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The immortal life of Henrietta Lacks

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Pub. Date:
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Language:
English
Accelerated Reader:
IL: UG - BL: 8 - AR Pts: 18
Description
#1 NEW YORK TIMES BESTSELLER * "The story of modern medicine and bioethics--and, indeed, race relations--is refracted beautifully, and movingly."-- Entertainment Weekly NOW A MAJOR MOTION PICTURE FROM HBO® STARRING OPRAH WINFREY AND ROSE BYRNE * ONE OF THE "MOST INFLUENTIAL" (CNN), "DEFINING" ( LITHUB ), AND "BEST" ( THE PHILADELPHIA INQUIRER ) BOOKS OF THE DECADE * ONE OF ESSENCE 'S 50 MOST IMPACTFUL BLACK BOOKS OF THE PAST 50 YEARS * WINNER OF THE CHICAGO TRIBUNE HEARTLAND PRIZE FOR NONFICTION NAMED ONE OF THE BEST BOOKS OF THE YEAR BY The New York Times Book Review * Entertainment Weekly * O: The Oprah Magazine * NPR * Financial Times * New York * Independent (U.K.) * Times (U.K.) * Publishers Weekly * Library Journal * Kirkus Reviews * Booklist * Globe and Mail Her name was Henrietta Lacks, but scientists know her as HeLa. She was a poor Southern tobacco farmer who worked the same land as her slave ancestors, yet her cells--taken without her knowledge--became one of the most important tools in medicine: The first "immortal" human cells grown in culture, which are still alive today, though she has been dead for more than sixty years. HeLa cells were vital for developing the polio vaccine; uncovered secrets of cancer, viruses, and the atom bomb's effects; helped lead to important advances like in vitro fertilization, cloning, and gene mapping; and have been bought and sold by the billions. Yet Henrietta Lacks remains virtually unknown, buried in an unmarked grave. Henrietta's family did not learn of her "immortality" until more than twenty years after her death, when scientists investigating HeLa began using her husband and children in research without informed consent. And though the cells had launched a multimillion-dollar industry that sells human biological materials, her family never saw any of the profits. As Rebecca Skloot so brilliantly shows, the story of the Lacks family--past and present--is inextricably connected to the dark history of experimentation on African Americans, the birth of bioethics, and the legal battles over whether we control the stuff we are made of. Over the decade it took to uncover this story, Rebecca became enmeshed in the lives of the Lacks family--especially Henrietta's daughter Deborah. Deborah was consumed with questions: Had scientists cloned her mother? Had they killed her to harvest her cells? And if her mother was so important to medicine, why couldn't her children afford health insurance? Intimate in feeling, astonishing in scope, and impossible to put down, The Immortal Life of Henrietta Lacks captures the beauty and drama of scientific discovery, as well as its human consequences.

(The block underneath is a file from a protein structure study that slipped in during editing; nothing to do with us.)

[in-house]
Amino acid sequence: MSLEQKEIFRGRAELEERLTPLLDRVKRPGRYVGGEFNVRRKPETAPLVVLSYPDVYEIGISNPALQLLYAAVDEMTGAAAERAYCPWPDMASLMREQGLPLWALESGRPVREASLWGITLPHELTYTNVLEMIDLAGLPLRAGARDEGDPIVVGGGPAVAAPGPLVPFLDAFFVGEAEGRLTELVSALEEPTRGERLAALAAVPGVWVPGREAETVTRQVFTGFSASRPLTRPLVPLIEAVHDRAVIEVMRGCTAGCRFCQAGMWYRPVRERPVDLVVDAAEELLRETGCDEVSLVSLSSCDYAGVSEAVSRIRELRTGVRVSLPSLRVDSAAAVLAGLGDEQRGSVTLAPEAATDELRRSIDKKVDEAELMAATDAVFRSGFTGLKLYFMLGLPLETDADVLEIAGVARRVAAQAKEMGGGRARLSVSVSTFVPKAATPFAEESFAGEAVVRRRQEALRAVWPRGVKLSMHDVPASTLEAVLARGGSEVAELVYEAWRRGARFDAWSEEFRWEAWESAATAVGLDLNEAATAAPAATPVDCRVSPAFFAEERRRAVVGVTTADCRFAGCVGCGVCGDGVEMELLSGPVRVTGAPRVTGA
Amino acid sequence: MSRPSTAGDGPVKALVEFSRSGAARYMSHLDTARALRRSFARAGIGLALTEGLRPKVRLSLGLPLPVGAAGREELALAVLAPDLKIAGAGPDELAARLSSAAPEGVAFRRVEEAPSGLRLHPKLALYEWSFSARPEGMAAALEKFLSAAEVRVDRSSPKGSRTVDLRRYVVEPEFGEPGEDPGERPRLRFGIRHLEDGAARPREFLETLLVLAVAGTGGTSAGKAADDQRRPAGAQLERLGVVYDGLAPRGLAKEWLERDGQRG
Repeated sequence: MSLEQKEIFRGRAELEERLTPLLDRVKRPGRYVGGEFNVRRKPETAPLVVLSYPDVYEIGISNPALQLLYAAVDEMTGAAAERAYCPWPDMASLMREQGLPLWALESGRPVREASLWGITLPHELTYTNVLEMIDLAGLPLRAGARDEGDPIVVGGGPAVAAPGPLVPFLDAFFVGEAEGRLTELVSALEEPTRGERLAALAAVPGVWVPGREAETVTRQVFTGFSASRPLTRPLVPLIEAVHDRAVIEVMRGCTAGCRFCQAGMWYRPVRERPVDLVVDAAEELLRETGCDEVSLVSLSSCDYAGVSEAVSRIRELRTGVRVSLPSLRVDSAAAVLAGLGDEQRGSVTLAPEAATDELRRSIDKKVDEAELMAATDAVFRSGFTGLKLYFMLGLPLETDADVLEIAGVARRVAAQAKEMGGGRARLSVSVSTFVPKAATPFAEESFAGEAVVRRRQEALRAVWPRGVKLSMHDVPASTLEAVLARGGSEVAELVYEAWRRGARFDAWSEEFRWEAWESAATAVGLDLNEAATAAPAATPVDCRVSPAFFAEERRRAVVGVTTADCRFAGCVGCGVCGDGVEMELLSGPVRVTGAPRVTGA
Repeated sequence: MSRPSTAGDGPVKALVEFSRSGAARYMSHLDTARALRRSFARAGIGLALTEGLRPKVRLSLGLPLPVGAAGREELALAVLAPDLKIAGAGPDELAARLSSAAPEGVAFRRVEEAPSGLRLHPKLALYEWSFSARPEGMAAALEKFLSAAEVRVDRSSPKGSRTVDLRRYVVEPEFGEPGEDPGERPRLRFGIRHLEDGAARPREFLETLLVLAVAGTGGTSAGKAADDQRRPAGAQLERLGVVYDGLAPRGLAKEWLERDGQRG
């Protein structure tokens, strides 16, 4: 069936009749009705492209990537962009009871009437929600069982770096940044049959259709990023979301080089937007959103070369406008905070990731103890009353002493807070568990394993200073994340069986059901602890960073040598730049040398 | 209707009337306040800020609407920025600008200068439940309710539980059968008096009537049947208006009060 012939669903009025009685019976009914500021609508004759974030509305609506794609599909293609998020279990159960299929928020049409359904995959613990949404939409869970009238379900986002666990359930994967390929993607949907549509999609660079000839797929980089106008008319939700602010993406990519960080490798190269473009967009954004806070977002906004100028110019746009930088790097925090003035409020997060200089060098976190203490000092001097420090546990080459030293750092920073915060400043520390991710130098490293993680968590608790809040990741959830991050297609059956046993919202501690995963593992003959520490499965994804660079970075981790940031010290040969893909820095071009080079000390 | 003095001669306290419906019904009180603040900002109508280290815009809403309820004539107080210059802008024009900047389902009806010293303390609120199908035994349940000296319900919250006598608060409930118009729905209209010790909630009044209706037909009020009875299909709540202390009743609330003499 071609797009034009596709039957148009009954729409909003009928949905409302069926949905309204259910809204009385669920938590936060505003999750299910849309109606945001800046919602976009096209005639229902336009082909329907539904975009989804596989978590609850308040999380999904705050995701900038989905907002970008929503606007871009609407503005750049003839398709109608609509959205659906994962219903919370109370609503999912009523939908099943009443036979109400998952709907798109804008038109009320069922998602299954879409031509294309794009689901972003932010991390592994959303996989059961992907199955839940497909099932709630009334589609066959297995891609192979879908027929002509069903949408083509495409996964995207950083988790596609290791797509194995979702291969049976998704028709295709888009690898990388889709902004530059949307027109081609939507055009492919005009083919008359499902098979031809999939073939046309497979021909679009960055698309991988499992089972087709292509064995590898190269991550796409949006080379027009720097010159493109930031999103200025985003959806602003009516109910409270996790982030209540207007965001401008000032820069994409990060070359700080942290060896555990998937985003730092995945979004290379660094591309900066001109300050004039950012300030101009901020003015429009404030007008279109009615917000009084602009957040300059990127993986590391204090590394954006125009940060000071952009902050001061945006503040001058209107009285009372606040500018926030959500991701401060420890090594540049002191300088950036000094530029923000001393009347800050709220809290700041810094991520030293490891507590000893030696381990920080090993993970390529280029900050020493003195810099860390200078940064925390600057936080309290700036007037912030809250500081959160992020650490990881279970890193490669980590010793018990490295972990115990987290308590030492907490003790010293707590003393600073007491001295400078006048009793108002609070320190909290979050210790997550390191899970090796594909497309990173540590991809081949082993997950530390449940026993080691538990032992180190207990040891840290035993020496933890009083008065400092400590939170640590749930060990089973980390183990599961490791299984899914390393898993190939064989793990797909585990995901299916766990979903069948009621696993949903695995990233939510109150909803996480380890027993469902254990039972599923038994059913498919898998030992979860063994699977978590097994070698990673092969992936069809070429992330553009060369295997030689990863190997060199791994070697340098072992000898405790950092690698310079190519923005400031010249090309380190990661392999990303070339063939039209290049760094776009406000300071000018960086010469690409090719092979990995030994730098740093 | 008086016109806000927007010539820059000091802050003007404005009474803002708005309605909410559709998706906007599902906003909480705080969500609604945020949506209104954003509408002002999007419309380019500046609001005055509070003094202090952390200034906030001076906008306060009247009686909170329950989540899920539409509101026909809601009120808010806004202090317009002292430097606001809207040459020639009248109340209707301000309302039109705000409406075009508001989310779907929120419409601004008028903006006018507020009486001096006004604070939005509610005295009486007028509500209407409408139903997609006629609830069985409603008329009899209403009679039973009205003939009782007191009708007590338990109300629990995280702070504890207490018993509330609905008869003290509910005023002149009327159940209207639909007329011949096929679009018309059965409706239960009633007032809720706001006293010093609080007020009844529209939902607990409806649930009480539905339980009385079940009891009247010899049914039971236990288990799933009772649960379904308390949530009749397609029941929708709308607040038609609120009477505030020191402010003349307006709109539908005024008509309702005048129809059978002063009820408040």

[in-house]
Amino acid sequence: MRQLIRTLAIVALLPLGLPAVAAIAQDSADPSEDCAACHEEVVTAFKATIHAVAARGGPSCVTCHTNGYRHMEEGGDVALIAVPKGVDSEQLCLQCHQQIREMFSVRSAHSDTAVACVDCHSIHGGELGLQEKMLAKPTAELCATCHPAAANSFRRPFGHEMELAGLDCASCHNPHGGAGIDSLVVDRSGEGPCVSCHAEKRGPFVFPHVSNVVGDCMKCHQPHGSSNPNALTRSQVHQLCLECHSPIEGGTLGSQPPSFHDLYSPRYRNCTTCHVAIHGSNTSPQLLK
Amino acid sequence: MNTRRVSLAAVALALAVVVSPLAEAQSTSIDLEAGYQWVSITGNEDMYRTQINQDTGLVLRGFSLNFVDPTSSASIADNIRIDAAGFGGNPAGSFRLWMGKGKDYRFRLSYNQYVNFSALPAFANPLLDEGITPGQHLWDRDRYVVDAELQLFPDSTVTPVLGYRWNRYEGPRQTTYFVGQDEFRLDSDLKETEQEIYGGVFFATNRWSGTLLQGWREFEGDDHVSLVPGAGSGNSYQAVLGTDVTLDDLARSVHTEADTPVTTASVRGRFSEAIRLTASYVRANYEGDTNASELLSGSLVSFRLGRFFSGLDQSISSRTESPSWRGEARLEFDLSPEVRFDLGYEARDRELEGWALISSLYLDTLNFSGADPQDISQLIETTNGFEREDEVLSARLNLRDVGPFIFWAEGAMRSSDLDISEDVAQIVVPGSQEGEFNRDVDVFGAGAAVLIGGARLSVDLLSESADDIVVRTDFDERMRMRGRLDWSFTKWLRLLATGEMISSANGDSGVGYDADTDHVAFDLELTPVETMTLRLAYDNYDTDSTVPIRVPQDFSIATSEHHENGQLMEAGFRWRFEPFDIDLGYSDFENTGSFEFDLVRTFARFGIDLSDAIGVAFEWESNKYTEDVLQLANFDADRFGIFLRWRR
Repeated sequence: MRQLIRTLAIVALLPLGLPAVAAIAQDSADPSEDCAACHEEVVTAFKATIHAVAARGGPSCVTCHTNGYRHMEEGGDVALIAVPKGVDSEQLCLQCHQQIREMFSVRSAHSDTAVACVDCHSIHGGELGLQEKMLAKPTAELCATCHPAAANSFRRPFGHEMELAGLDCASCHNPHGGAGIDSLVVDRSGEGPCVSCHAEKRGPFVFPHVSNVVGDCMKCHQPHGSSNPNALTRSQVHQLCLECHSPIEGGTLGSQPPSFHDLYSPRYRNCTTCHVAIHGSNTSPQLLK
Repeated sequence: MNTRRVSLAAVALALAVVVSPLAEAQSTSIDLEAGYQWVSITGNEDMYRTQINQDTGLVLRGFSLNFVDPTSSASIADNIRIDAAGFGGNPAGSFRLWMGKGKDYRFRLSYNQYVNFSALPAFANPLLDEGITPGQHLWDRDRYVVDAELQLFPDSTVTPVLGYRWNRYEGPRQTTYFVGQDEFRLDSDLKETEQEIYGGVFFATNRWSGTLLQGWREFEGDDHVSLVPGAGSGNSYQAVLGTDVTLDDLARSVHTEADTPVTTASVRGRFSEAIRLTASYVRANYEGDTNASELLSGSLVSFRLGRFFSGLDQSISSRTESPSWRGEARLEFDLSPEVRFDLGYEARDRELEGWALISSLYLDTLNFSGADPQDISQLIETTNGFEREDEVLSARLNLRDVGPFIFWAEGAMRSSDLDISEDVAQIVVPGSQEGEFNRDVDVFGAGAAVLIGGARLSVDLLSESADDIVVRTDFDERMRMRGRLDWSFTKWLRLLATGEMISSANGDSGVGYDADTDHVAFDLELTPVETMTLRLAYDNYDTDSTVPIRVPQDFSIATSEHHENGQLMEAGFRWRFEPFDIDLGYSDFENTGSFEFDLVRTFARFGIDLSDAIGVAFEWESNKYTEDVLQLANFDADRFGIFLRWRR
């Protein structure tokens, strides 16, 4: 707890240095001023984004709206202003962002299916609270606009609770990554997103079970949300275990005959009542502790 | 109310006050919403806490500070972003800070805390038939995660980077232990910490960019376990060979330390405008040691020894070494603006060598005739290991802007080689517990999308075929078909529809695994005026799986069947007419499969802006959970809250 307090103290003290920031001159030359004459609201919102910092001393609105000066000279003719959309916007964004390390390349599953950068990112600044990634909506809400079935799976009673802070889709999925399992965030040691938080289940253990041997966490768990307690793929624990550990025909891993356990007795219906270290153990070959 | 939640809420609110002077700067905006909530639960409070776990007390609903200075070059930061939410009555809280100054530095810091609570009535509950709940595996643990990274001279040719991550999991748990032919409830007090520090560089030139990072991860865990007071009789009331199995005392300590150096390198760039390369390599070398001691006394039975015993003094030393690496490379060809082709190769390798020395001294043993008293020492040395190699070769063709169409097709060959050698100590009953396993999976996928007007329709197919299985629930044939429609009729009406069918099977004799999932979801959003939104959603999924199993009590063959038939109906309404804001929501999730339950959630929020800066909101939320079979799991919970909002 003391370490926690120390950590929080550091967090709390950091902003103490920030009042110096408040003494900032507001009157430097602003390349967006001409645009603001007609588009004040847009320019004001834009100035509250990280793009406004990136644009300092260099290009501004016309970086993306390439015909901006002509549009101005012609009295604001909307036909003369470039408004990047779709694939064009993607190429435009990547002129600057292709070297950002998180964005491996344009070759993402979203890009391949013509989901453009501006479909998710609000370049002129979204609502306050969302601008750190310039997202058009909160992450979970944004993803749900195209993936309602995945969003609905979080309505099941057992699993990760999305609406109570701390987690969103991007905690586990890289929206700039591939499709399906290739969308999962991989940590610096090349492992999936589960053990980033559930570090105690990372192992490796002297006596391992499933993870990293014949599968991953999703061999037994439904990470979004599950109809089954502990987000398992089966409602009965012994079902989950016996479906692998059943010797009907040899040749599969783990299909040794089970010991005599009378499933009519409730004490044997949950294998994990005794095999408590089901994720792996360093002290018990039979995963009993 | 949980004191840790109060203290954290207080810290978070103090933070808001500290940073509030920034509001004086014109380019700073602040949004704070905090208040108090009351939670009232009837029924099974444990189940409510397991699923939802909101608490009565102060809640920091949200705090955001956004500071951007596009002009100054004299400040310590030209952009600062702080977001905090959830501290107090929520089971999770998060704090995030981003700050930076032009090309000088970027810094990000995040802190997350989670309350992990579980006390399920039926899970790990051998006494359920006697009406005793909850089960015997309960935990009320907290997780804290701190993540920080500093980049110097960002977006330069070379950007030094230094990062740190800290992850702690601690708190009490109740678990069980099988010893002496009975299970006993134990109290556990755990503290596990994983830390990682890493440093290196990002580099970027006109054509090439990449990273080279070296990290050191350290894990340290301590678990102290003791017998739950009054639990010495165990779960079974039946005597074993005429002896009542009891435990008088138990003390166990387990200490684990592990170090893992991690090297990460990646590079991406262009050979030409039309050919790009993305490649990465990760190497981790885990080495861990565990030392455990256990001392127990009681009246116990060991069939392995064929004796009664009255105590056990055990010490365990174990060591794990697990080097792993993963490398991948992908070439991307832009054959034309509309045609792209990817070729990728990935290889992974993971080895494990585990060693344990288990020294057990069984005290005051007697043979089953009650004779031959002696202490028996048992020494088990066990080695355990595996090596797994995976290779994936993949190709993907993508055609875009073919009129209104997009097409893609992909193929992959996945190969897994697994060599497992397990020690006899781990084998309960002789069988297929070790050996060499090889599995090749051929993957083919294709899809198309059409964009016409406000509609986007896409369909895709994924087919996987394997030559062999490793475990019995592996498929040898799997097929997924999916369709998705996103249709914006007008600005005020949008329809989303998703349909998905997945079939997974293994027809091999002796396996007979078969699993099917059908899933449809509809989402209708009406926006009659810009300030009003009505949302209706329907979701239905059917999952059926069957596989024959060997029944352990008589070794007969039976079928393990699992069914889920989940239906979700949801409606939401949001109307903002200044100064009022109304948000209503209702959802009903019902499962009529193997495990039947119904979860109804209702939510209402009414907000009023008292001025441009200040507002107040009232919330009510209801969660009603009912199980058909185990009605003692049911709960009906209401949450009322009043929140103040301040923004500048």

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ISBN:
9781400052172
9781410427922
9780307589385
Accelerated Reader:
UG
Level 8, 18 Points
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Grouping Information

Grouped Work IDd01697dd-cba6-c4e6-eb26-cd115e7bb0c4
Grouping Titleimmortal life of henrietta lacks
Grouping Authorrebecca skloot
Grouping Categorybook
Grouping LanguageEnglish (eng)
Last Grouping Update2020-11-26 20:45:47PM
Last Indexed2020-11-30 04:19:12AM
Novelist Primary ISBNnone

Solr Details

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display_descriptionHer name was Henrietta Lacks, but scientists know her as HeLa. She was a poor Southern tobacco farmer, yet her cells--taken without her knowledge--became one of the most important tools in medicine. The first "immortal" human cells grown in culture, they are still alive today, though she has been dead for more than sixty years. HeLa cells were vital for developing the polio vaccine; uncovered secrets of cancer and viruses; helped lead to in vitro fertilization, cloning, and gene mapping; and have been bought and sold by the billions. Yet Henrietta Lacks is buried in an unmarked grave. Her family did not learn of her "immortality" until more than twenty years after her death, when scientists began using her husband and children in research without informed consent. The story of the Lacks family is inextricably connected to the dark history of experimentation on African Americans, the birth of bioethics, and the legal battles over whether we control the stuff we are made of--From publisher description.
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publishDate2010
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ils:.b13520209Large PrintBooksLarge print ed.EnglishThorndike Press, 2010.619 p. (large print) ; 23 cm.
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seriesThorndike Press large print nonfiction
series_with_volumeThorndike Press large print nonfiction|
subject_facetAfrican American women -- History
Cancer -- Patients -- Virginia -- Biography
Cancer -- Research
Cell culture
HeLa cells
Human experimentation in medicine -- United States -- History
Lacks, Henrietta, -- 1920-1951 -- Health
Large type books
Medical ethics
title_displayThe immortal life of Henrietta Lacks
title_fullThe Immortal Life of Henrietta Lacks
The immortal life of Henrietta Lacks / Rebecca Skloot
title_shortThe immortal life of Henrietta Lacks
topic_facetAfrican American Nonfiction
African American women
Biography & Autobiography
Cancer
Cell culture
HeLa cells
Health
History
Human experimentation in medicine
Lacks, Henrietta
Large type books
Medical ethics
Nonfiction
Patients
Research
Science